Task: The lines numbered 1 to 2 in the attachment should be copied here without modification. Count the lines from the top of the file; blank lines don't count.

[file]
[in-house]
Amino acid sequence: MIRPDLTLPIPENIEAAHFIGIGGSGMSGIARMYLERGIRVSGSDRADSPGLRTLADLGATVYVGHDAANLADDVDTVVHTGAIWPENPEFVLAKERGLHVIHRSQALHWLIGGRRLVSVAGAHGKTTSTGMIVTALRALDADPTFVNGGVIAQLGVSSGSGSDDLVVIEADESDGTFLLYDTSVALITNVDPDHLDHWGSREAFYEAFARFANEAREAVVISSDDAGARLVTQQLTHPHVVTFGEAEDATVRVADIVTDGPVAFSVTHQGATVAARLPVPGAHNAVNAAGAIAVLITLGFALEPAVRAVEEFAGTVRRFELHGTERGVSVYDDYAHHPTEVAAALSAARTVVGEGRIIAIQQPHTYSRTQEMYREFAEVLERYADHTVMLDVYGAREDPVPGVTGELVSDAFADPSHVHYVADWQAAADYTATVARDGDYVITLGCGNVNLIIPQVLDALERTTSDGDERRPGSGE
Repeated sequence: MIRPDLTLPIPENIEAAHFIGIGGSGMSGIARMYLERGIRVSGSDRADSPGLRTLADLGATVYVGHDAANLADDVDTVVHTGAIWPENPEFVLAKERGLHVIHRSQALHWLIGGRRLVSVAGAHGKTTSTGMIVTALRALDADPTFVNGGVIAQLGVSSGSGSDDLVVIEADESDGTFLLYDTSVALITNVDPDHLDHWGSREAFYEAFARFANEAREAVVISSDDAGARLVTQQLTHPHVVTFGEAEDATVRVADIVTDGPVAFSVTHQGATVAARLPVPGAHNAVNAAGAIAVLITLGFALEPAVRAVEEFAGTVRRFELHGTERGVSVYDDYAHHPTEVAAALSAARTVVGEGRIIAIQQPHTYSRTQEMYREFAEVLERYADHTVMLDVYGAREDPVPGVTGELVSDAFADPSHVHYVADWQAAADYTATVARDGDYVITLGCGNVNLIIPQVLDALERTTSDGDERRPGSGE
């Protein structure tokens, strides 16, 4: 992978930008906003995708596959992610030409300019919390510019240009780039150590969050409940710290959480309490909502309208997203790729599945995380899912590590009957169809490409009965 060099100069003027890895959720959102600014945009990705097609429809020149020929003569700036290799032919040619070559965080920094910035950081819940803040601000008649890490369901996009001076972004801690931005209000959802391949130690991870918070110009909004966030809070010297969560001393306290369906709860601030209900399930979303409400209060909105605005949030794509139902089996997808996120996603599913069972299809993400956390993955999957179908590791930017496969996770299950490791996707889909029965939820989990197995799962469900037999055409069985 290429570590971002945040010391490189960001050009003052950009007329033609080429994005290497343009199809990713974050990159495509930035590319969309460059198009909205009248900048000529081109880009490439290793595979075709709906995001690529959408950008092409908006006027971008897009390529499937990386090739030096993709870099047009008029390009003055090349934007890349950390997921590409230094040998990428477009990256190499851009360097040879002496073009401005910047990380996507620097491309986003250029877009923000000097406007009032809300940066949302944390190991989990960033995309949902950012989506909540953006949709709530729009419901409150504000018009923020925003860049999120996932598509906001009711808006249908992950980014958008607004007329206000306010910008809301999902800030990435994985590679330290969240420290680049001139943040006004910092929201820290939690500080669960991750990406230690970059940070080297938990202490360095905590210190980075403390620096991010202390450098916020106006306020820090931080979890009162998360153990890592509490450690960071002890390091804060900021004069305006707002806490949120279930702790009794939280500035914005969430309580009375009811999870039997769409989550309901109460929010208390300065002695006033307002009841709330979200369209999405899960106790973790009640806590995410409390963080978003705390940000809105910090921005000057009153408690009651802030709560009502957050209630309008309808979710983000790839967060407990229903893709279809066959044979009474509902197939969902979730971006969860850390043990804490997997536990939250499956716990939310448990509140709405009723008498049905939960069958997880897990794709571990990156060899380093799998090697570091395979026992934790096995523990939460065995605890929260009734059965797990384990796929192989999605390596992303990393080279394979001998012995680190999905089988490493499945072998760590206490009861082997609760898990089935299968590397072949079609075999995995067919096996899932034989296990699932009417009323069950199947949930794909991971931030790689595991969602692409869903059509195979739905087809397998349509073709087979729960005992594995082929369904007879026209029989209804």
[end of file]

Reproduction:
[in-house]
Amino acid sequence: MIRPDLTLPIPENIEAAHFIGIGGSGMSGIARMYLERGIRVSGSDRADSPGLRTLADLGATVYVGHDAANLADDVDTVVHTGAIWPENPEFVLAKERGLHVIHRSQALHWLIGGRRLVSVAGAHGKTTSTGMIVTALRALDADPTFVNGGVIAQLGVSSGSGSDDLVVIEADESDGTFLLYDTSVALITNVDPDHLDHWGSREAFYEAFARFANEAREAVVISSDDAGARLVTQQLTHPHVVTFGEAEDATVRVADIVTDGPVAFSVTHQGATVAARLPVPGAHNAVNAAGAIAVLITLGFALEPAVRAVEEFAGTVRRFELHGTERGVSVYDDYAHHPTEVAAALSAARTVVGEGRIIAIQQPHTYSRTQEMYREFAEVLERYADHTVMLDVYGAREDPVPGVTGELVSDAFADPSHVHYVADWQAAADYTATVARDGDYVITLGCGNVNLIIPQVLDALERTTSDGDERRPGSGE